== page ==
As the Philadelphia School District grapples with a $629 million shortfall that could end full-day kindergarten, eliminate most busing, and lop 3,820 positions from the payroll, officials have heard the same question over and over:

How did this happen?

It's a question that will likely be asked May 24 and 25, when City Council holds hearings on the district's budget.

One factor is the federal stimulus money that has flowed to the district over the last two years.

Since everyone knew the stimulus money would dry up July 1, didn't the district see this coming?

The short answer, officials say, is: Yes. And no.

Philadelphia, along with districts throughout the state and across the country, knew they would face challenges once the stimulus programs ended.

But Philadelphia got caught in a double squeeze, between evaporating federal funds and proposed massive cuts in basic state aid and programs that have the greatest impact on poor districts.

"We have never had an instance like this year, where the state has proposed not a small increase in funding or a zero increase in funding, but a 10 percent decrease in funding," chief financial officer Michael Masch said. "What is happening is unprecedented. . . . Nothing this bad has ever happened before."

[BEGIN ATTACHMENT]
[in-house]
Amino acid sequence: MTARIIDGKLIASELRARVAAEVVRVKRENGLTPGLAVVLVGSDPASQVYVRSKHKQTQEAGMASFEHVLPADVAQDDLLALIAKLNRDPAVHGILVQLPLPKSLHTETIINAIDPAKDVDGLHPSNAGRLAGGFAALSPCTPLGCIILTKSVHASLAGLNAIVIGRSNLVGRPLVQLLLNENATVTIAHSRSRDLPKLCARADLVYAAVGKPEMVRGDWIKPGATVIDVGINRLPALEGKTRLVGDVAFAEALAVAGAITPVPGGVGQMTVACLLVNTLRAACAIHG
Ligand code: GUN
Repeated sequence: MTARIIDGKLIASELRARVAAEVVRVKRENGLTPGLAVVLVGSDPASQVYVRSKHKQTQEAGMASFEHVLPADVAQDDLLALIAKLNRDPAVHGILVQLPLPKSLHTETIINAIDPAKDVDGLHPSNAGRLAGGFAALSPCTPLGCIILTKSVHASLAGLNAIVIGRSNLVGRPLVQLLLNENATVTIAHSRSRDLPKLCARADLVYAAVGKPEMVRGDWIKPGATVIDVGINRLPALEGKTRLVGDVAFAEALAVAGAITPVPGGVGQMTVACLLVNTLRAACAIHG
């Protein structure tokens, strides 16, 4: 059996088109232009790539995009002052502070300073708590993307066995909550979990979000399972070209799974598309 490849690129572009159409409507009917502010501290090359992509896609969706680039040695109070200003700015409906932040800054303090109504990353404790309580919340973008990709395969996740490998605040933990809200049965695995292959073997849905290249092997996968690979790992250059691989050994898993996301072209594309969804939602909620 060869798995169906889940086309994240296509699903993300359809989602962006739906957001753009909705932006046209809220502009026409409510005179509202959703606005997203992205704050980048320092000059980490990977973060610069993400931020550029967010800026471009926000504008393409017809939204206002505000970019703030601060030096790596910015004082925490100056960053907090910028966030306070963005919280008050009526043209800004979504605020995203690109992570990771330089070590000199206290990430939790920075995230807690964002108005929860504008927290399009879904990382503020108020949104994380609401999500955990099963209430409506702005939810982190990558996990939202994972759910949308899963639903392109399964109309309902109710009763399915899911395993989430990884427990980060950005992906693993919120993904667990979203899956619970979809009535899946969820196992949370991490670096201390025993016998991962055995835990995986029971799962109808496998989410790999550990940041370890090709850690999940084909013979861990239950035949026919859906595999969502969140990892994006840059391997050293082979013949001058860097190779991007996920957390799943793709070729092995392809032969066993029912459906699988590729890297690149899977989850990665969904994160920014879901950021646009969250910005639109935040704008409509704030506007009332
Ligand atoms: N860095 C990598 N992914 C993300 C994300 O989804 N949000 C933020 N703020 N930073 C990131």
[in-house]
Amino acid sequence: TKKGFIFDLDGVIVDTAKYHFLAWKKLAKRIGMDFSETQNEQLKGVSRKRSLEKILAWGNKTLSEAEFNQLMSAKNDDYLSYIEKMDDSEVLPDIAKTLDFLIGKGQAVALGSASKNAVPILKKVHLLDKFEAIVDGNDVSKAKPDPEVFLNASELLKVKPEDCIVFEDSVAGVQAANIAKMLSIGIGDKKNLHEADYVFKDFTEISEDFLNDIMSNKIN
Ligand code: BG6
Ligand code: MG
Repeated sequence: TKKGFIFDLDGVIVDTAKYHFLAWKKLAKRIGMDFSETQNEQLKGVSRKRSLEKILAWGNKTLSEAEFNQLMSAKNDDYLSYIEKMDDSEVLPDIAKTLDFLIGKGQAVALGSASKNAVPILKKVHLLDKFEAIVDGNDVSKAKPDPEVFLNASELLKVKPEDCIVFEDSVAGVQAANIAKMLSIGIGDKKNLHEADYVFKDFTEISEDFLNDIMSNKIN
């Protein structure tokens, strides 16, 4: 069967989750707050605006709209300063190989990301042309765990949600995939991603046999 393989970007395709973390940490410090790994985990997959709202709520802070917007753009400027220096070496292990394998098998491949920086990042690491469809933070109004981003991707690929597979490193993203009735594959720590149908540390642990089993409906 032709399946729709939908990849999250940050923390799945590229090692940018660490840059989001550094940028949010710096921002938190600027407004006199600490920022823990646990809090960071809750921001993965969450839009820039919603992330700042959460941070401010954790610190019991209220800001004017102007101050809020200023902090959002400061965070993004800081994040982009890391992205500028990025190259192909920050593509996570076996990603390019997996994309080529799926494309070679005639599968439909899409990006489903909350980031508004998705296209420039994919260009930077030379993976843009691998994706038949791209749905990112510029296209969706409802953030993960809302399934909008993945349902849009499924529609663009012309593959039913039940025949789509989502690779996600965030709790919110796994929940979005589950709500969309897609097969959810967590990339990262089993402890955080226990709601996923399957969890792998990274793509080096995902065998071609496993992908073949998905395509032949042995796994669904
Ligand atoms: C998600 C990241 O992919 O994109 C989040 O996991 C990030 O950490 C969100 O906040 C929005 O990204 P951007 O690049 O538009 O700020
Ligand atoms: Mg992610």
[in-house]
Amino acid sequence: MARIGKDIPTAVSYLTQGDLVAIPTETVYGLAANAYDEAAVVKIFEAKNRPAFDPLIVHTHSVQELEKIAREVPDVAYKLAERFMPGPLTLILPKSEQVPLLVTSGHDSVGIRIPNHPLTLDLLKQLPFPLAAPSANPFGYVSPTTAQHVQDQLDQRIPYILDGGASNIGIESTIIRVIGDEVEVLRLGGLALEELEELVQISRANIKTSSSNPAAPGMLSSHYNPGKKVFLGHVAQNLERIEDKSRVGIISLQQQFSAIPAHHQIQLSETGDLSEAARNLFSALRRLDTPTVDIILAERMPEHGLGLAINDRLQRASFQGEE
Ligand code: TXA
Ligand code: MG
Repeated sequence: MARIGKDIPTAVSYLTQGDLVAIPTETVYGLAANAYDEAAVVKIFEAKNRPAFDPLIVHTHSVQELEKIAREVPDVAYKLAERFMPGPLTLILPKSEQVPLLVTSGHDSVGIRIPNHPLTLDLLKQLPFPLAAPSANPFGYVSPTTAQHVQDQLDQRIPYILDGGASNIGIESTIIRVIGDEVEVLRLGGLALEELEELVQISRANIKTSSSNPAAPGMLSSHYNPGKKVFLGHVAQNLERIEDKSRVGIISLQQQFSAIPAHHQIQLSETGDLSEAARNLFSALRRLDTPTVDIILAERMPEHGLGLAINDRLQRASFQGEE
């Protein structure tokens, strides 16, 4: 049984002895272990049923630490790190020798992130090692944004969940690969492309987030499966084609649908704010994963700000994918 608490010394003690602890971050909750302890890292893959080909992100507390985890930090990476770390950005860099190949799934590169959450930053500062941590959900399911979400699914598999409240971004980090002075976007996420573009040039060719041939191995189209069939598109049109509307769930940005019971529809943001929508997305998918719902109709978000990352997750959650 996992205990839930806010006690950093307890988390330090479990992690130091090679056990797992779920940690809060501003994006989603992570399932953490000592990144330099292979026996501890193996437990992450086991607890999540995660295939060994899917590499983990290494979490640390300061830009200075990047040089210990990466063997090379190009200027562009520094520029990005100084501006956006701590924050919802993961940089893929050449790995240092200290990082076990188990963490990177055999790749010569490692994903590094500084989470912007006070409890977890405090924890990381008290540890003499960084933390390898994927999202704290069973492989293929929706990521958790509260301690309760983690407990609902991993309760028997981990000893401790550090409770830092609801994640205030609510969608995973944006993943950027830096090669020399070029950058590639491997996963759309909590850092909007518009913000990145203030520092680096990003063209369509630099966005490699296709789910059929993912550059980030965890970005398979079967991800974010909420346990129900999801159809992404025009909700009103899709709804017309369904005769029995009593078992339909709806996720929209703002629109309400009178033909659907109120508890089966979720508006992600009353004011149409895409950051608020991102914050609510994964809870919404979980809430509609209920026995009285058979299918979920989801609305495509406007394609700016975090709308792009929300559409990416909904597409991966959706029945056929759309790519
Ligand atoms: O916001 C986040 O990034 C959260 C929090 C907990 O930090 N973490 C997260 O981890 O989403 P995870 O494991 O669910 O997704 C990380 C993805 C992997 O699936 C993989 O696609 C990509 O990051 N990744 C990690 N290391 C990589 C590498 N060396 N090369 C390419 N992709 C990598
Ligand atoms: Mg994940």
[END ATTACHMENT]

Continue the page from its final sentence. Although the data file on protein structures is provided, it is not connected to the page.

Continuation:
If the state legislature approves Gov. Corbett's budget, the district's operating budget of $3.2 billion this school year is slated to shrink to $2.7 billion after July 1.

When school districts signed on for the federal aid, officials expected the economic downturn would be over when the stimulus ended. But economic woes turned out to be more stubborn than expected, and state and local tax revenues have not fully rebounded.

And in Pennsylvania, no one imagined that Corbett would introduce a $27.3 billion budget proposal that would cut $1.1 billion in state aid for schools, including a $292 million drop in funds for Philadelphia alone.

Overall, Corbett's budget would shave the district's share of basic education funds ($107 million); eliminate charter-school reimbursements ($110 million); end accountability block grants for full-day kindergarten ($55 million); cut educational assistance funds for after-school tutoring ($19 million); and excise dual-enrollment programs that allow high school students to earn college credit ($1 million).

"Every budget is a first draft," said Masch, who was a budget secretary under Gov. Ed Rendell. "We hope this one will have a major rewrite."